Today we cannot imagine war without the airplane, but there was a time when the airplane's military potential was not yet apparent. By the time Europe plunged into World War I in the summer of 1914, the military potential of the airplane was becoming clear. Eventually, the military became a major user of aeronautical technology.
The Wrights Get an Early Start
In the United States, the Wright brothers saw the military as an obvious customer for their invention. Balloons had been used to observe enemy movements during the American Civil War, the Spanish-American War and in several late 19th-century European conflicts. The airplane offered a natural extension of these reconnaissance capabilities.
When the Wrights were ready to sell their invention in 1905, their first move was to contact the U.S. government, but initial talks went nowhere. In 1907 the U.S. Army established the Aeronautical Division within the Signal Corps and later that year, showed renewed interest in the Wright brothers. Rather than directly offering them a contract, the Army Board of Ordnance and Fortification and the Signal Corps advertised for bids to build an airplane. However, the design and performance specifications were such that the Wrights were the only viable bidder. A price of $25,000 was set for the brothers’ airplane if they could meet the performance criteria in actual flight trials.
There was a tragic setback during the 1908 trials when a propeller malfunction caused the airplane to crash, severely injuring Orville Wright and killing Army observer Lt. Thomas E. Selfridge. Nevertheless, the Wrights eventually fulfilled each of the Army’s requirements in Signal Corps Specification No. 486 during trials in 1909. The final trial was a flight of 10 miles (16 kilometers) with a passenger. This flight also served as the official speed trial. The contract offered a 10% bonus for every full mile per hour (mph) above 40. Their average speed was 42.5mph (68.4km/h), which earned them a $5,000 bonus and brought the final purchase price of the airplane to $30,000. Wilbur Wright trained the Army’s first three aviators using the Wright Military Flyer—known as the world’s first military plane because it was the first aircraft purchased by any military.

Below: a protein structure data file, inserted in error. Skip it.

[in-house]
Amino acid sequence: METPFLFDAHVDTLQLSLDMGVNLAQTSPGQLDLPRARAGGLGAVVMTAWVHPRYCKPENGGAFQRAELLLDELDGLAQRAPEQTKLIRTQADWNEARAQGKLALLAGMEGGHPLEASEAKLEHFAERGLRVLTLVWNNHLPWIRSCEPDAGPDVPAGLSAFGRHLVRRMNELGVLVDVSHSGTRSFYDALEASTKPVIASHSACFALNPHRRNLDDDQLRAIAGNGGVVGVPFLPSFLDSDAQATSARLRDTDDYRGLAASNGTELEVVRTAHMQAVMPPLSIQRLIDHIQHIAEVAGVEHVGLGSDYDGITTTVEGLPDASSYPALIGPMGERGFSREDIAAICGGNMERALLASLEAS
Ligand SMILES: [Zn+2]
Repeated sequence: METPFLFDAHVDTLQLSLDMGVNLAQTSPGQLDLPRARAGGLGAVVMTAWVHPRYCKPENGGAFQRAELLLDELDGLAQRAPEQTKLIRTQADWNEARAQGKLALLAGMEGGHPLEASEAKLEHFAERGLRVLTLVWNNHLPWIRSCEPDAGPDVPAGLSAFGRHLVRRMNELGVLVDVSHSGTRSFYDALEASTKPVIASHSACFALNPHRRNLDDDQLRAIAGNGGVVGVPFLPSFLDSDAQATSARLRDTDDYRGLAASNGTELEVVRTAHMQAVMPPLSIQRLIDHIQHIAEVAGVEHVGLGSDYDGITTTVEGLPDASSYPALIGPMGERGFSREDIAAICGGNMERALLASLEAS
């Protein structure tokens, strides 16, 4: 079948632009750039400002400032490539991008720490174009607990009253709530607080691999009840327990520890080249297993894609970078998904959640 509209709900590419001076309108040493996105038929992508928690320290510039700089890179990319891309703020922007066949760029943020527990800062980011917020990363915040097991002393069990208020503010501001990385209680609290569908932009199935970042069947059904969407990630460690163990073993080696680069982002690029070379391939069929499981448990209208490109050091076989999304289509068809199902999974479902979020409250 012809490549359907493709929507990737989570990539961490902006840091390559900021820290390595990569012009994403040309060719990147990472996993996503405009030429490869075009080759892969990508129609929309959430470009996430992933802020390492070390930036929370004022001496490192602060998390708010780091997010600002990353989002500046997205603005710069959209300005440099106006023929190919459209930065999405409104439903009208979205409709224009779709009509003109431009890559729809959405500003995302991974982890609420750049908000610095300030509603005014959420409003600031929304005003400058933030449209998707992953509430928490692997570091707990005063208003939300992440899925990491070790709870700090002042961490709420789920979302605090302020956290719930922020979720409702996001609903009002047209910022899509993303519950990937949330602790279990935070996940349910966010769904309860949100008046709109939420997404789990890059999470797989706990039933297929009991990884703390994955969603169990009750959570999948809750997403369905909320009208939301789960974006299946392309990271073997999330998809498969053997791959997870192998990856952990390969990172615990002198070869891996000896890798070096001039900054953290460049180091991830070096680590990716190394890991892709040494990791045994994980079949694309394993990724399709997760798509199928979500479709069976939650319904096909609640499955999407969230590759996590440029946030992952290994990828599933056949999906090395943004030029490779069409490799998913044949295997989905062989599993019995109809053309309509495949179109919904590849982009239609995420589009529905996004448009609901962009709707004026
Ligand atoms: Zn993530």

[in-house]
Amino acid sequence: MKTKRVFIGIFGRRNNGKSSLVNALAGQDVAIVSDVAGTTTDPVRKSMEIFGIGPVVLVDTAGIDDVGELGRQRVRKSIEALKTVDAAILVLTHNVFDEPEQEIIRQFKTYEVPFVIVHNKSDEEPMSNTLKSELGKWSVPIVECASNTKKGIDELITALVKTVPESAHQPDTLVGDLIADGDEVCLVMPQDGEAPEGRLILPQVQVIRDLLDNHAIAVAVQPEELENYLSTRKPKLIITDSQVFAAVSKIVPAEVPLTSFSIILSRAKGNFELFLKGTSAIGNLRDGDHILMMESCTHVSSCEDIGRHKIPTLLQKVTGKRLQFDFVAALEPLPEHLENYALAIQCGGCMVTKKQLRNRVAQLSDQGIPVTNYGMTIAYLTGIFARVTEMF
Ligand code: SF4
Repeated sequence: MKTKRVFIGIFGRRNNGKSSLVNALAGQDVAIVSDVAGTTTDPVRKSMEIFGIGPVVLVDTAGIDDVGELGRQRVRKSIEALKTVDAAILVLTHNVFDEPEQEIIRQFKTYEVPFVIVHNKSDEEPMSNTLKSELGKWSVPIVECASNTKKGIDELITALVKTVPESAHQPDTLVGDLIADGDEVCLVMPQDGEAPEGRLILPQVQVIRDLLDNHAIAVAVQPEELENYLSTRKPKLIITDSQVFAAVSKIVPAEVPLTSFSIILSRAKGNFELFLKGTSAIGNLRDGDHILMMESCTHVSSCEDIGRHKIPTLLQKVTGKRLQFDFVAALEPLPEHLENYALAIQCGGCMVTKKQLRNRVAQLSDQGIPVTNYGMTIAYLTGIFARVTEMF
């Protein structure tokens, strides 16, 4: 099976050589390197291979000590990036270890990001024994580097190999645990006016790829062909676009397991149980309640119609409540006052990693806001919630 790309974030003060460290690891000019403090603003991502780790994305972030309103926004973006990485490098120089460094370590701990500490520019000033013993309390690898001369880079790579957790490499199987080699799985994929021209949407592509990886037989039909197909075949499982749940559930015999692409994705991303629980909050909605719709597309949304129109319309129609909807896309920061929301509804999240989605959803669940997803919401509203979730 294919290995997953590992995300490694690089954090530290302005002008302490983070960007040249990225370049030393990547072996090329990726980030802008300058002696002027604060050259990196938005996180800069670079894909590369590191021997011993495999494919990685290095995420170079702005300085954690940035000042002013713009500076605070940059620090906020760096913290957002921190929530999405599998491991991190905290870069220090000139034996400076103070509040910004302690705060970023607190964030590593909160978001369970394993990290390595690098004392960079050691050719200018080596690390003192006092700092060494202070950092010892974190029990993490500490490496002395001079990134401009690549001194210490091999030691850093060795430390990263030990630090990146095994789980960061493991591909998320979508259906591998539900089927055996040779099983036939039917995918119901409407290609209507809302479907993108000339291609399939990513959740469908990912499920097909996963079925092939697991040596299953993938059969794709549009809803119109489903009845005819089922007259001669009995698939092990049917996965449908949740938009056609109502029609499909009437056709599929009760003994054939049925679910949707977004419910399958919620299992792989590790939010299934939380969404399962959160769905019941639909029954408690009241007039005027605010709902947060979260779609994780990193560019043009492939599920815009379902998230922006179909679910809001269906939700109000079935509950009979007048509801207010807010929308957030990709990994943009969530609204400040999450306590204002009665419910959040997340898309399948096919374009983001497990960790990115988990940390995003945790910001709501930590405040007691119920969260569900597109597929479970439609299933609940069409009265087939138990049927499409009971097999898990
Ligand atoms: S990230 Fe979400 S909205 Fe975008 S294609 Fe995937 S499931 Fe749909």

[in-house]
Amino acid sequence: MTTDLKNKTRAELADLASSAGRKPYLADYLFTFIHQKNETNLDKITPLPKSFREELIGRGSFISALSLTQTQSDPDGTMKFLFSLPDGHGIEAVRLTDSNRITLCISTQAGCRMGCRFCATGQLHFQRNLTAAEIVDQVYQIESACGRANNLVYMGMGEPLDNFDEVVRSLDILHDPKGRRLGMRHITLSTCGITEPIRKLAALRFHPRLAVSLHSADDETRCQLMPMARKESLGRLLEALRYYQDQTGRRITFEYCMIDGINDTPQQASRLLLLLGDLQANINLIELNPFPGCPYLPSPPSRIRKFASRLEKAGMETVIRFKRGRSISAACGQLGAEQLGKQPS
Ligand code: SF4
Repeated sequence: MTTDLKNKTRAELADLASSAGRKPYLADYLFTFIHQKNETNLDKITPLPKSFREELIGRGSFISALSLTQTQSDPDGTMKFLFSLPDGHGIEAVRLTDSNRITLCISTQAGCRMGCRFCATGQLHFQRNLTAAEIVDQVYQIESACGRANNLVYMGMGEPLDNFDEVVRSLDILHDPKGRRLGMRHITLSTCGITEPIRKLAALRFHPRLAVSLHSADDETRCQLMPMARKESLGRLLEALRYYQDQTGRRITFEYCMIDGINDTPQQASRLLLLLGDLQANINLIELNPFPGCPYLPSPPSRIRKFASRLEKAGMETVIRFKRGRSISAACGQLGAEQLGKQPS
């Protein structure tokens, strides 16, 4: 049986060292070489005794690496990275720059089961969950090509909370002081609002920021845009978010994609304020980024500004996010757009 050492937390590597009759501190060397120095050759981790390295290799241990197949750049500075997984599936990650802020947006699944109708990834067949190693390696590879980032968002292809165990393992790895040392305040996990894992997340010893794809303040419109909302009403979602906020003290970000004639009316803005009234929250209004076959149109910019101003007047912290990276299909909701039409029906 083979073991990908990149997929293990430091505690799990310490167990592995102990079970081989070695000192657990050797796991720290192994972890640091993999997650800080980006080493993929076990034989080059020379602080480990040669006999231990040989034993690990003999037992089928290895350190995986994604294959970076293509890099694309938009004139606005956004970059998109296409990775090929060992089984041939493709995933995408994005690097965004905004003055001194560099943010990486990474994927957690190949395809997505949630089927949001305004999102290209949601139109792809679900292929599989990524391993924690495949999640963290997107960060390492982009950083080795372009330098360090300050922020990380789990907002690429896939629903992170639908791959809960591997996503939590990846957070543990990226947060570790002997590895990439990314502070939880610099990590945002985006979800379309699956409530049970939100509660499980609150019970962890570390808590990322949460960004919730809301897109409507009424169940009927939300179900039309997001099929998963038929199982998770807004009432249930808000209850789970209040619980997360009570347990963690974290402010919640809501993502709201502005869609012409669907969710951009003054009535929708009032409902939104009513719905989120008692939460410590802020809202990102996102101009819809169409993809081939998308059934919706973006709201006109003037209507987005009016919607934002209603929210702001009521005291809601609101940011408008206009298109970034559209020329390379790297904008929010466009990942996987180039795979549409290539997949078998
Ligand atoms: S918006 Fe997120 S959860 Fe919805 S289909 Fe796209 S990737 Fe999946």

The Aircraft Finds New Uses in the Military
Observation was a natural use of aircraft in the military from the beginning. But as the military gained more experience with the airplane, new missions were developed which had not been envisioned just a few years before.
While the U.S. Navy was quick to follow the Army in acquiring aircraft the limited performance of the early machines presented problems for a service that operated largely at a distance from land. An expanded role for naval aircraft became a possibility on November 14, 1910, when Eugene Ely, a Curtiss company demonstration pilot, made the first airplane takeoff from the deck of a ship, the USS Birmingham. On January 18, 1911, Ely made the first ship-board landing on a special platform on the deck of the USS Pennsylvania, pointing the way to the possibility of an aircraft carrier.
In the lead up to World War I, armed aircraft were rare but not unheard of. A rifle was first fired from an airplane in 1910 and a machine gun followed in 1912. The device that allowed a machine gun to be fired straight ahead without hitting the propeller paved the way for the first specialized fighter aircraft. This first successful synchronizer is credited to aircraft designer Anthony Fokker in 1915 during World War I. But the idea was not new and was developed before the war. French aircraft builder Raymond Saulnier designed and built the first practical gun synchronization system in early 1914. While the device worked, limitations in the machine gun he used kept it from being adopted. It was World War I, however, which provided the impetus for this and many new innovations that improved the airplane's military effectiveness.
The War with Wings
As war clouds gathered on the eve of World War I, European nations decided to invest heavily in this mostly untried weapon. For many countries, the Wright Military Flyer trials became an echo in the distant past—the marker of an important starting point for military aviation. The U.S. however—feeling safe an ocean away—did not invest the same amount of capital into aviation that many of its European allies did at the onset of the war. This lack of government investment put the U.S. far behind Europe in military aviation during this period. In 1913, the U.S. ranked 14th in spending on aeronautics, behind Brazil, Spain, Bulgaria, Greece, Chile, and Japan.
|Country||Amount (in U.S. dollars, 1913)|
The real-life military potential of the airplane was first demonstrated in small conflicts in Europe, North Africa, and America in the years before World War I. On November 1, 1911, Italian aviator Giulio Gavotti dropped bombs from an Etrich Taube monoplane on Turkish troops in Libya, becoming history’s first aerial bomber. Over the next several years, armies fighting in the Balkan states of Eastern Europe used aircraft for both reconnaissance and bombing.
The use of aircraft in World War I would change how wars would be fought in the future. Although the airplane could not really claim to have affected the outcome of the war, many of the combat missions we associate with aircraft today had their beginnings during the war
By World War II, the United States had heavily invested in aircraft technology. Things such as aircraft carriers became normal tools of war. In many ways, the use of aircraft in times of war helped to define what we now know as modern warfare.